Sunday, August 12, 2018

Blurry pictures but a great experience

A couple of weeks ago, my SO and I visited the Columbus IN/Nashville IN area. We had been to Columbus before, liked the town, wanted to see a bit more of it. One stop was Shabby Sheep and Ewe, where I made a few purchases. Gotta help the local economy AND the local yarn stores.

Nashville was a bit of a bust. It used to be an artists colony, now is definitely more of a tourist trap; although much of what is for sale is handmade, it's more crafty than arty. However, we did find the Clay Purl and the Brown County Weavery. The former had moved, so the address in the visitors bureau directory was incorrect; I had to call them to get their location. The weavery must be new, as it was not in the directory at all; we just happened to stumble upon it. Needless to say, more money was spent.

By then I had reached my usual self-imposed limit on fiber expenditures. That cap was blown away after visiting Homestead Weaving Studio. In October, there is a studio tour. I had picked up a map for it, checked for weaving studios, and called one that was near the Story Inn ("One inconvenient location since 1861"), where we had eaten lunch the day before. The weaver, Chris Gustin, sounded reluctant but she let us stop by, and we made it worth her while.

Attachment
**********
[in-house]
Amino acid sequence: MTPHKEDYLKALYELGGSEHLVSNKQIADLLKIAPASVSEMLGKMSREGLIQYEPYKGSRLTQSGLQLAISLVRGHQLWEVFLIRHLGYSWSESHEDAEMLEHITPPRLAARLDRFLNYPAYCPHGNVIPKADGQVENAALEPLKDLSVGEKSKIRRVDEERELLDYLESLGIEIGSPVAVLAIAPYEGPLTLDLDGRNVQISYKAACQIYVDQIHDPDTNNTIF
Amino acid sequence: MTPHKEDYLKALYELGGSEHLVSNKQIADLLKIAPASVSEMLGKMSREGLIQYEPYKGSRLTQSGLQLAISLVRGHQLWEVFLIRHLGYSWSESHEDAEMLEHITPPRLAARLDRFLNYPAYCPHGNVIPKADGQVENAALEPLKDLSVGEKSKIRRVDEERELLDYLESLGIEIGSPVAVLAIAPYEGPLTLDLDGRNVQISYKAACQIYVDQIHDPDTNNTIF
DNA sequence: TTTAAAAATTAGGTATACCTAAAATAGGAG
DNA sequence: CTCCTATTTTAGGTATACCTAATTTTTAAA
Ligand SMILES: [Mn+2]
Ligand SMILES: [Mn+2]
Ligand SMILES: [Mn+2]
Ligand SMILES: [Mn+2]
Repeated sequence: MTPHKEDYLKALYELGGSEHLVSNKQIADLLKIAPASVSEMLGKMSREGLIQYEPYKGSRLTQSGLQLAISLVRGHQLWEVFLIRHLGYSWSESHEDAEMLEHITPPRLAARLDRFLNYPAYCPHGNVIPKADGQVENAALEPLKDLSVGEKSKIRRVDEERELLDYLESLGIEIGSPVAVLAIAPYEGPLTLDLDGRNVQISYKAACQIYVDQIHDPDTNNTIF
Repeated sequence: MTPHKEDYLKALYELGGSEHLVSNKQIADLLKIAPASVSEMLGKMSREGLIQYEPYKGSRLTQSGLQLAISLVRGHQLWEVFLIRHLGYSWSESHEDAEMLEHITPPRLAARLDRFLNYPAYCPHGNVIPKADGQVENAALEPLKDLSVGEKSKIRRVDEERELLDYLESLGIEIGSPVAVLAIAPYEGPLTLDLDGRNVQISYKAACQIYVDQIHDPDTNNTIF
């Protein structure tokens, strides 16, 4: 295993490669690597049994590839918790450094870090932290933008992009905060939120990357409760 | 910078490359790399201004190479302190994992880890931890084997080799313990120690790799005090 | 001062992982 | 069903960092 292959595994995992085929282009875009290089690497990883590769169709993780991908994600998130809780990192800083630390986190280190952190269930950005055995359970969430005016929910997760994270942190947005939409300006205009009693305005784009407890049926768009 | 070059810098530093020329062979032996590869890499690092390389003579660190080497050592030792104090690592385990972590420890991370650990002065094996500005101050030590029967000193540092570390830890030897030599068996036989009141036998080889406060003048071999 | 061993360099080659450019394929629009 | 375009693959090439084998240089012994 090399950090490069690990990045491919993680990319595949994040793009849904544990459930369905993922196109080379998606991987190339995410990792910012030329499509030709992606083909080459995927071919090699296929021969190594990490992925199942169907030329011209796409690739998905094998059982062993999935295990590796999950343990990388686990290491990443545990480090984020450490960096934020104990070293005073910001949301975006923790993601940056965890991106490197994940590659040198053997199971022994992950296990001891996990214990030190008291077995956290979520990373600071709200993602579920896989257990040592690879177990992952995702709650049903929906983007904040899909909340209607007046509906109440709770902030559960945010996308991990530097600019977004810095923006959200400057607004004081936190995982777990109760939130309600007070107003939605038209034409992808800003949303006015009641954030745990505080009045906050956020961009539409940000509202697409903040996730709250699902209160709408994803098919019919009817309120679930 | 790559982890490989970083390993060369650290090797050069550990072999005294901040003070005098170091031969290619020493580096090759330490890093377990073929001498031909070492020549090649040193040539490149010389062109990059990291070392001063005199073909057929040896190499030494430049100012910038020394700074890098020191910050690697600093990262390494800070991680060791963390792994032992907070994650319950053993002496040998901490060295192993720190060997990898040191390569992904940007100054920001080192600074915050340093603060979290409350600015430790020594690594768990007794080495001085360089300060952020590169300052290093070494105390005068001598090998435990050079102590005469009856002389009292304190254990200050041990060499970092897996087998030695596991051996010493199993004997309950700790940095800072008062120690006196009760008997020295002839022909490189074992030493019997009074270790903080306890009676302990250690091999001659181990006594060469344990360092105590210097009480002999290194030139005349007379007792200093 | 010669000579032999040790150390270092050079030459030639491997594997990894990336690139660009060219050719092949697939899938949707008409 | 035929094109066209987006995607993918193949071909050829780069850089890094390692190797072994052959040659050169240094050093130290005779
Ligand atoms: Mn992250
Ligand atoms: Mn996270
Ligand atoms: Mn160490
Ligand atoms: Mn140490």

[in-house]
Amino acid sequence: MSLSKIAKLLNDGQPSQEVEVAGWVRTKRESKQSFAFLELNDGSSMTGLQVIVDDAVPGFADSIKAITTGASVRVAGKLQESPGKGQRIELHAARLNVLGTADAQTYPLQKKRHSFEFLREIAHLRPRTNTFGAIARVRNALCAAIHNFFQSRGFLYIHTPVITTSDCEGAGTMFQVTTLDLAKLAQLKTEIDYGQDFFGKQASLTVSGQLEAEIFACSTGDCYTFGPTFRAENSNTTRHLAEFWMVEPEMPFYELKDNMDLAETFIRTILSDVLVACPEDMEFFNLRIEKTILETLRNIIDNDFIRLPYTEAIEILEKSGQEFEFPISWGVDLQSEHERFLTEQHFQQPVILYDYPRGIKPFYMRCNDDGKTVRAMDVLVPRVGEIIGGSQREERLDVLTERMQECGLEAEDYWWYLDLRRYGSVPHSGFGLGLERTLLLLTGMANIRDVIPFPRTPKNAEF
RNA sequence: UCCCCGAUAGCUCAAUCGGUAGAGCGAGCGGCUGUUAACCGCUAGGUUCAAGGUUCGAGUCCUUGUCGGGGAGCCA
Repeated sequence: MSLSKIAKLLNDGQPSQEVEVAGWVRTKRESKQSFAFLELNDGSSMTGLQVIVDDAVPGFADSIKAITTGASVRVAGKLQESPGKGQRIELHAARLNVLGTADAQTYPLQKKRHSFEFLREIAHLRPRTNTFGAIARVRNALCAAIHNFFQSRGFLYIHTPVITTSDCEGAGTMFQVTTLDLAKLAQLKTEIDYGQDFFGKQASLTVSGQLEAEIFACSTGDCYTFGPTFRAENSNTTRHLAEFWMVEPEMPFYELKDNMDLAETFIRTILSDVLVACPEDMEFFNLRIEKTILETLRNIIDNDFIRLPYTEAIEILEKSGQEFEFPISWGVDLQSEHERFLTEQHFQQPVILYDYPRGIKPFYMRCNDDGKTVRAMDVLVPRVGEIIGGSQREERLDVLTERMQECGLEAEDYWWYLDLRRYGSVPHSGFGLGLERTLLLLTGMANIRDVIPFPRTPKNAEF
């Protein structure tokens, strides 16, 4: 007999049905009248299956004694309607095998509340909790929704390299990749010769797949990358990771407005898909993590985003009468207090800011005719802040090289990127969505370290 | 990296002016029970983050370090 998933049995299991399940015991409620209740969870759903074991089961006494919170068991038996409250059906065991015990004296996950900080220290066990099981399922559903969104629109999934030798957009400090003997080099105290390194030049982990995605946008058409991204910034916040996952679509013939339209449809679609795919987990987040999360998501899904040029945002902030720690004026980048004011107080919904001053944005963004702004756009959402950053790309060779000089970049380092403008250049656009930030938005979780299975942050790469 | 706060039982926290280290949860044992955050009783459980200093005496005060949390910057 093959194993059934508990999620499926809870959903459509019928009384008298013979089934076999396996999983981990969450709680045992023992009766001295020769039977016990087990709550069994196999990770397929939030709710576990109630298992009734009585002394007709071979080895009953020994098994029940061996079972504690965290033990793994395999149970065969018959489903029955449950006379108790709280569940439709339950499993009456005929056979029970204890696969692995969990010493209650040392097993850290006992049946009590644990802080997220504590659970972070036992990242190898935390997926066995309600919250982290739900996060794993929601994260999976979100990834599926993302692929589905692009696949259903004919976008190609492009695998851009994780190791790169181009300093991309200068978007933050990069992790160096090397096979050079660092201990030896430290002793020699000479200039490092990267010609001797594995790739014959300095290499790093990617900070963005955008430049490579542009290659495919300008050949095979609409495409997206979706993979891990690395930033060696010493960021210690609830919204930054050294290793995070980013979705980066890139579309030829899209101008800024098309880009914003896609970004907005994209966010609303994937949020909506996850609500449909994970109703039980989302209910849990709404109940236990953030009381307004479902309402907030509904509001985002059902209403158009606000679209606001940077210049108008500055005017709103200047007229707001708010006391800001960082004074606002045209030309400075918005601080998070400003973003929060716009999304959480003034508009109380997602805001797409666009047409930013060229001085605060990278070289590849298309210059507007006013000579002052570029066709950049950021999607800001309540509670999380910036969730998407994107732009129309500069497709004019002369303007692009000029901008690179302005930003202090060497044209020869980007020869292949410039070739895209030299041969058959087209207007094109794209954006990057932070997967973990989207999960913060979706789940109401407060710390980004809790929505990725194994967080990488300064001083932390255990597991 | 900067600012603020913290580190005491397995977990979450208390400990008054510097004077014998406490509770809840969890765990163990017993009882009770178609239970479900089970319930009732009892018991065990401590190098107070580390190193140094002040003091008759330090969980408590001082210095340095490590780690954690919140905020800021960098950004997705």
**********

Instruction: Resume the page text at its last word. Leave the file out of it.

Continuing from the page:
Chris' husband Bob initially greeted us and let us in the studio. My-oh-my. Chris is a production weaver, creating two or three rugs or shawls a day, with October being her big revenue month, although there are online sales as well. She has 25 looms she keeps busy, some of them set up for classes.

Bob builds "nail looms" using cotter pins instead of nails; a couple of those found their way home with me. Much of the material Chris weaves with is recycled, with the exception of all those spools of warp yarn. It looks disorganized, but she knows which shelves hold which threads.

The two of them have a repertoire of stories, including one about Raymond Burr and his sheep breeding efforts. Chris purchased a lot of roving from his estate; one 8-oz package remains.

Chris and Bob were generous with their time and expertise. Visiting this studio was one of the highlights of our trip, the other being the Story Inn. Sometimes you have to get off the beaten track to find the gems.

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